Tuesday, March 13, 2007

INSIDE POLITICS - Gay Mitchell


When I came into the Dáil this morning, there was a letter in my pigeonhole from Gay Mitchell. It was the script of probably the last second stage contribution that the Fine Gael TD for Dublin South Central will make before he retires from the chamber after 26 years.

The speech was ostensibly about the Electoral Act. But conscious that it was a bit of a valedictory for him, Mitchell ranged far and wide, returning to a couple of his favourite themes - neutrality; compulsory national service and the need for Fine Gael to become a Christian Democrat party that appeals to 30% of the electorate. The corollary of that is that he is against it trying to be a catch-all party, spreading itself too thinly in order to attract 60-70% of the vote.

It also included a couple of very unusual suggestions, some of which would prove to be very controversial.

In the context of Northern powersharing and the reform of the House of Lords he had this to say:

"Would we be prepared to allow our Parliament to sit in Belfast while Dublin remained the capital? Alternatively, could the Senate meet in Belfast and the House of Representatives (the English name for Dáil Éireann) meet in Dublin?"


Or a little later:

"We must have more democracy and more democratic debate. What passes for debate in modern Ireland is little short of a sham. Far too many political parties vie for the middle ground, and where there are ideologies they are more likely to be bigoted than open to persuasion by the arguments of others."


Strong stuff. But what else would you expect from one of the Dáil's strongest personalities. He will be a loss to Brussels. A colleague once told me that if he was a dog he would always be chasing cars. It was meant as a compliment.

4 comments:

John said...

I guess the issue for Fine Gael is if the Christian Democrat demographic is an expanding one rather than a contracting one. My own hunch is that it represents older Fine Gael voters and is therefore like to contract as those voters die off. I suspect that the newer Christian Democrat voter is as likely to vote Fianna Fail as FG or else vote for the PDs (i.e. the FG slice of the Christian Democrat pie will shrink as time goes on).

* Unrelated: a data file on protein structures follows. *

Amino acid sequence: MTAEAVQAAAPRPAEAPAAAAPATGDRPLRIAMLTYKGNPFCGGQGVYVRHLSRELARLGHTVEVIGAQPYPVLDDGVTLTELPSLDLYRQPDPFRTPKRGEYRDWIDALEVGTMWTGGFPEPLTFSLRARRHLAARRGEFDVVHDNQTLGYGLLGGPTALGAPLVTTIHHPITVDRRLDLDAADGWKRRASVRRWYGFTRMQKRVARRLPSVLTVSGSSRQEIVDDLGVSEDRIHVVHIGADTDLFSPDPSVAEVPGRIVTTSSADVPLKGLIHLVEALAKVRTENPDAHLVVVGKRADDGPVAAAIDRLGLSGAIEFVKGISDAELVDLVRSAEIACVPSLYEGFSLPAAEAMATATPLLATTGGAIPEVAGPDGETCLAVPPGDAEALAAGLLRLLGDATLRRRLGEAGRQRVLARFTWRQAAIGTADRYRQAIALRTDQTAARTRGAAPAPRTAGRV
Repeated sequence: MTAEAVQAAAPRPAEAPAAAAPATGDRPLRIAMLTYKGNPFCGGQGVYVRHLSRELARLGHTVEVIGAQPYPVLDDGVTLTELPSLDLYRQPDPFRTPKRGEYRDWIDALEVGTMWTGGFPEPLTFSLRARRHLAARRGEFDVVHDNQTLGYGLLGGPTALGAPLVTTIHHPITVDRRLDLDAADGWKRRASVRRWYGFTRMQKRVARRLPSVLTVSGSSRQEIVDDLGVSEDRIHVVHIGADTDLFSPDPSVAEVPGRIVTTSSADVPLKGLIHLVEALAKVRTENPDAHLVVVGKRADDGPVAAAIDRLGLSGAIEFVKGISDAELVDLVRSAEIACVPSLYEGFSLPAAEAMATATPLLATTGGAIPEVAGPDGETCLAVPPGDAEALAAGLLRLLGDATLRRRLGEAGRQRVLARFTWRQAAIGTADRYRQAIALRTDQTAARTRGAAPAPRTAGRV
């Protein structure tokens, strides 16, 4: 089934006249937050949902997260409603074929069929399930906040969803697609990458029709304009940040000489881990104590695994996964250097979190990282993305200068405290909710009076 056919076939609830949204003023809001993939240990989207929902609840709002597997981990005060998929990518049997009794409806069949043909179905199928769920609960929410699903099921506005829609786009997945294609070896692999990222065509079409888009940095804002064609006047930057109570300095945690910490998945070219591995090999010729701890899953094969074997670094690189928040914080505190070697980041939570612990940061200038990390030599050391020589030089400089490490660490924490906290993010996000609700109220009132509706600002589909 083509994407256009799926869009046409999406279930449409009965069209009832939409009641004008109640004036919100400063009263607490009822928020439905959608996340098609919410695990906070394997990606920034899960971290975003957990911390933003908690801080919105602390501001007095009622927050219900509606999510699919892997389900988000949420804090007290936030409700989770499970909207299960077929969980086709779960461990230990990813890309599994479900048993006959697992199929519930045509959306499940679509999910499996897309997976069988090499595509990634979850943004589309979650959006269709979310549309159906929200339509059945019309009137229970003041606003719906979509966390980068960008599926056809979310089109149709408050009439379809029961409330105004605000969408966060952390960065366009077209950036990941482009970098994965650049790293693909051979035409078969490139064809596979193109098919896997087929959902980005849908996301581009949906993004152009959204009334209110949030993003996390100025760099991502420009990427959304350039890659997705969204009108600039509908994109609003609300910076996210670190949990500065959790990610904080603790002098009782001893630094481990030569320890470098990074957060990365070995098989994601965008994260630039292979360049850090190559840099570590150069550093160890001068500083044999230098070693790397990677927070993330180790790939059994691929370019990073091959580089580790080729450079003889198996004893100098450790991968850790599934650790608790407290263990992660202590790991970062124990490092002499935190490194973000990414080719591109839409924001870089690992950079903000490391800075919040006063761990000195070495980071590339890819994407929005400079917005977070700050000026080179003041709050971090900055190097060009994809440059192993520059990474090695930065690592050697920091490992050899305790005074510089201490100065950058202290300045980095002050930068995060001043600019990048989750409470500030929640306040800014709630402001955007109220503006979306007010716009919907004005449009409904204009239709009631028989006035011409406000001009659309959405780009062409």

The real opportunity for a strong Christian Democrat-style party in the Republic is if the PDs and FG merged, but I think that could only happen as a reverse takeover (i.e. McDowell running the party), and I don't think the FG grassroots would be able to take it. Would be great craic in the Dail, though.

Dan Sullivan said...

I've always found the Christian Democrat suggestion too forced in an Irish context. Kind of someone from the US asking which party is the Democrats and which is the Republicans or someone from the UK insisting that someone like FF must be the real Labour party because they are larger than the actual Labour party.

A more ideological divide is only likely if FF come down close to 60 seats and then the variety of parties we know have will make it very problematic for them to recover lost seats. It would mark a dramatic shift in Irish politics if FG and FF were both moving about in the range of 45/65 seats. While the Greens, SF, Labour and the PDs (should they survive the departure of Harney and McDowell whenever that occurs) fight over the remaining third of Dail seats.

Harry McGee said...

I find it intriguing that John spoke about a reverse takeover. One of my best friends Mick Clifford wrote a story in the Sunday Tribune suggesting that such a meeting between the PDs and FG took place shortly after the last election. The story was pooh-poohed officially by both parties. But I am inclined to agree with Mick that there was a grain of trht in the story. He certainly established that some form of meeting took place. According to his article, a potential merger foundered over disagreement about the name (Michael McDowell remains fascinated with The Radical Party - what a stroke of Victoriana!). But John is absolutely correct. A tfue Christian Democratic-type party would only occur if the PDs and FG coalesced.

I don't want to sound like I'm agreeing with everybody who takes the trouble to respond to posts). But Dan Sullivan's analysis of FF falling down to 60 seats - the meltdown meets Armageddon scenario - is equally valid!
I'd also like to know what team Dan Sullivan togs out for, given his picture by-line!

Dan Sullivan said...

Harry my view of FF hitting the 60 seats is based on the willingness of huge sections of the electorate in the 2004 elections to abandon FF. I recognise those were the locals and euros. But you would have had to hear the tone of the language from people on doorsteps who were FF voters all their lives. And they don't think that the government has done anywhere near enough to repair that rupture.

I would say it is still just willingness not a committed decision. The opposition might not be pushing an open door with all such voters but it is unlocked and ajar.

As for the team I tog out for. Haven't togged out in a while as the ould left knee is getting kinda funny. That is a Palace shirt and strangely enough became the shirt of the secondary School I went to in Killorglin, the Carnegie long after I left.